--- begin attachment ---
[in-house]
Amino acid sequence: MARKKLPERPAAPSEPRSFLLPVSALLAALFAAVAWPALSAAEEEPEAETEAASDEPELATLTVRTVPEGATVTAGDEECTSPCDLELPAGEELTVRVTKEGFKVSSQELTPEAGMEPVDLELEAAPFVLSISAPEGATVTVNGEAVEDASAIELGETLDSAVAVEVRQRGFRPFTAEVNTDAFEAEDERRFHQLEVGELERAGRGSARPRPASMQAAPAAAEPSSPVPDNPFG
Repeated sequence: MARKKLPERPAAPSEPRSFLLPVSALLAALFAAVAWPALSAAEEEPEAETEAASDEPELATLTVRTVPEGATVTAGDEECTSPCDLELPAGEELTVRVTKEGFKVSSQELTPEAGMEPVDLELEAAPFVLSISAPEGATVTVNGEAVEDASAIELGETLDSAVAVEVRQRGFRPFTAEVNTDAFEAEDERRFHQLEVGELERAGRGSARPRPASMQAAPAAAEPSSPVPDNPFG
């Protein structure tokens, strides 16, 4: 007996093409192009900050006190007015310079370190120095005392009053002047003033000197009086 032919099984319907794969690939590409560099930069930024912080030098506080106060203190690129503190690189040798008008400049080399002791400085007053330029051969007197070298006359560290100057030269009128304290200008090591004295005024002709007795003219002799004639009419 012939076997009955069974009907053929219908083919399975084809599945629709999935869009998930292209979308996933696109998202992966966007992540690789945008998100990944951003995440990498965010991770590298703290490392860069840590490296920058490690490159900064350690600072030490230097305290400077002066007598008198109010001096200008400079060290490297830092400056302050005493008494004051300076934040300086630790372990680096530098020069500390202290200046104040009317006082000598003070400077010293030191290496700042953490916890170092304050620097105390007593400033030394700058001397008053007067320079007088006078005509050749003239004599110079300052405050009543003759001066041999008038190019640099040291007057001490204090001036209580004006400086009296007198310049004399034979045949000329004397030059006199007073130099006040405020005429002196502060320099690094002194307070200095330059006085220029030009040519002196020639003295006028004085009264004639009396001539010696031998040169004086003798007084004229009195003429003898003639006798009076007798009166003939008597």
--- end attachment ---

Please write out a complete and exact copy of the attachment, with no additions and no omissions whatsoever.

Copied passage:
[in-house]
Amino acid sequence: MARKKLPERPAAPSEPRSFLLPVSALLAALFAAVAWPALSAAEEEPEAETEAASDEPELATLTVRTVPEGATVTAGDEECTSPCDLELPAGEELTVRVTKEGFKVSSQELTPEAGMEPVDLELEAAPFVLSISAPEGATVTVNGEAVEDASAIELGETLDSAVAVEVRQRGFRPFTAEVNTDAFEAEDERRFHQLEVGELERAGRGSARPRPASMQAAPAAAEPSSPVPDNPFG
Repeated sequence: MARKKLPERPAAPSEPRSFLLPVSALLAALFAAVAWPALSAAEEEPEAETEAASDEPELATLTVRTVPEGATVTAGDEECTSPCDLELPAGEELTVRVTKEGFKVSSQELTPEAGMEPVDLELEAAPFVLSISAPEGATVTVNGEAVEDASAIELGETLDSAVAVEVRQRGFRPFTAEVNTDAFEAEDERRFHQLEVGELERAGRGSARPRPASMQAAPAAAEPSSPVPDNPFG
């Protein structure tokens, strides 16, 4: 007996093409192009900050006190007015310079370190120095005392009053002047003033000197009086 032919099984319907794969690939590409560099930069930024912080030098506080106060203190690129503190690189040798008008400049080399002791400085007053330029051969007197070298006359560290100057030269009128304290200008090591004295005024002709007795003219002799004639009419 012939076997009955069974009907053929219908083919399975084809599945629709999935869009998930292209979308996933696109998202992966966007992540690789945008998100990944951003995440990498965010991770590298703290490392860069840590490296920058490690490159900064350690600072030490230097305290400077002066007598008198109010001096200008400079060290490297830092400056302050005493008494004051300076934040300086630790372990680096530098020069500390202290200046104040009317006082000598003070400077010293030191290496700042953490916890170092304050620097105390007593400033030394700058001397008053007067320079007088006078005509050749003239004599110079300052405050009543003759001066041999008038190019640099040291007057001490204090001036209580004006400086009296007198310049004399034979045949000329004397030059006199007073130099006040405020005429002196502060320099690094002194307070200095330059006085220029030009040519002196020639003295006028004085009264004639009396001539010696031998040169004086003798007084004229009195003429003898003639006798009076007798009166003939008597």